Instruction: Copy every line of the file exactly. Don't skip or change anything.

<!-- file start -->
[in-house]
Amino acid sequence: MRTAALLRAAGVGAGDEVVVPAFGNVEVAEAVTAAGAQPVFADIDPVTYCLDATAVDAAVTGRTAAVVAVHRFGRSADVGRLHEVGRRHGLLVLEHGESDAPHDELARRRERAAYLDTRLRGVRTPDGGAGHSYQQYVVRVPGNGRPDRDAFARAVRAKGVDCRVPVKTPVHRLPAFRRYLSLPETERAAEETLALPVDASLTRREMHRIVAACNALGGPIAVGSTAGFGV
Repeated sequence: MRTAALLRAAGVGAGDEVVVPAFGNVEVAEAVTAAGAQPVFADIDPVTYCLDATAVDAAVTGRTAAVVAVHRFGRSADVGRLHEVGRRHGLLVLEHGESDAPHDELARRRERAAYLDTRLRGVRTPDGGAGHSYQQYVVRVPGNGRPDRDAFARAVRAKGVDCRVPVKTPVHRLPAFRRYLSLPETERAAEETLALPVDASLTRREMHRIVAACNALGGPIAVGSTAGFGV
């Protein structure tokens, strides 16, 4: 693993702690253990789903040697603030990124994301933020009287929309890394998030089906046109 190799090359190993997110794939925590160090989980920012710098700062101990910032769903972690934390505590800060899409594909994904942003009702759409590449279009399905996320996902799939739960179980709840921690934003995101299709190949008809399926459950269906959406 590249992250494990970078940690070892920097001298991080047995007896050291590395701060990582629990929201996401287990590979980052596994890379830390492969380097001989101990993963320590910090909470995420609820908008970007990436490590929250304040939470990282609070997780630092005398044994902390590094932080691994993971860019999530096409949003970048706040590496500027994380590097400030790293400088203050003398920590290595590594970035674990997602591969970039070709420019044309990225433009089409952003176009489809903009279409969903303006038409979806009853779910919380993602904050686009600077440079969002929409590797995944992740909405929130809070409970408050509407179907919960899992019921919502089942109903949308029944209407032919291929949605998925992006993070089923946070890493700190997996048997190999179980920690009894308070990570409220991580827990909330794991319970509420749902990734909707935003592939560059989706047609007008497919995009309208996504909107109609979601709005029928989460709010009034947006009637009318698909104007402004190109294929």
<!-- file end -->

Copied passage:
[in-house]
Amino acid sequence: MRTAALLRAAGVGAGDEVVVPAFGNVEVAEAVTAAGAQPVFADIDPVTYCLDATAVDAAVTGRTAAVVAVHRFGRSADVGRLHEVGRRHGLLVLEHGESDAPHDELARRRERAAYLDTRLRGVRTPDGGAGHSYQQYVVRVPGNGRPDRDAFARAVRAKGVDCRVPVKTPVHRLPAFRRYLSLPETERAAEETLALPVDASLTRREMHRIVAACNALGGPIAVGSTAGFGV
Repeated sequence: MRTAALLRAAGVGAGDEVVVPAFGNVEVAEAVTAAGAQPVFADIDPVTYCLDATAVDAAVTGRTAAVVAVHRFGRSADVGRLHEVGRRHGLLVLEHGESDAPHDELARRRERAAYLDTRLRGVRTPDGGAGHSYQQYVVRVPGNGRPDRDAFARAVRAKGVDCRVPVKTPVHRLPAFRRYLSLPETERAAEETLALPVDASLTRREMHRIVAACNALGGPIAVGSTAGFGV
């Protein structure tokens, strides 16, 4: 693993702690253990789903040697603030990124994301933020009287929309890394998030089906046109 190799090359190993997110794939925590160090989980920012710098700062101990910032769903972690934390505590800060899409594909994904942003009702759409590449279009399905996320996902799939739960179980709840921690934003995101299709190949008809399926459950269906959406 590249992250494990970078940690070892920097001298991080047995007896050291590395701060990582629990929201996401287990590979980052596994890379830390492969380097001989101990993963320590910090909470995420609820908008970007990436490590929250304040939470990282609070997780630092005398044994902390590094932080691994993971860019999530096409949003970048706040590496500027994380590097400030790293400088203050003398920590290595590594970035674990997602591969970039070709420019044309990225433009089409952003176009489809903009279409969903303006038409979806009853779910919380993602904050686009600077440079969002929409590797995944992740909405929130809070409970408050509407179907919960899992019921919502089942109903949308029944209407032919291929949605998925992006993070089923946070890493700190997996048997190999179980920690009894308070990570409220991580827990909330794991319970509420749902990734909707935003592939560059989706047609007008497919995009309208996504909107109609979601709005029928989460709010009034947006009637009318698909104007402004190109294929």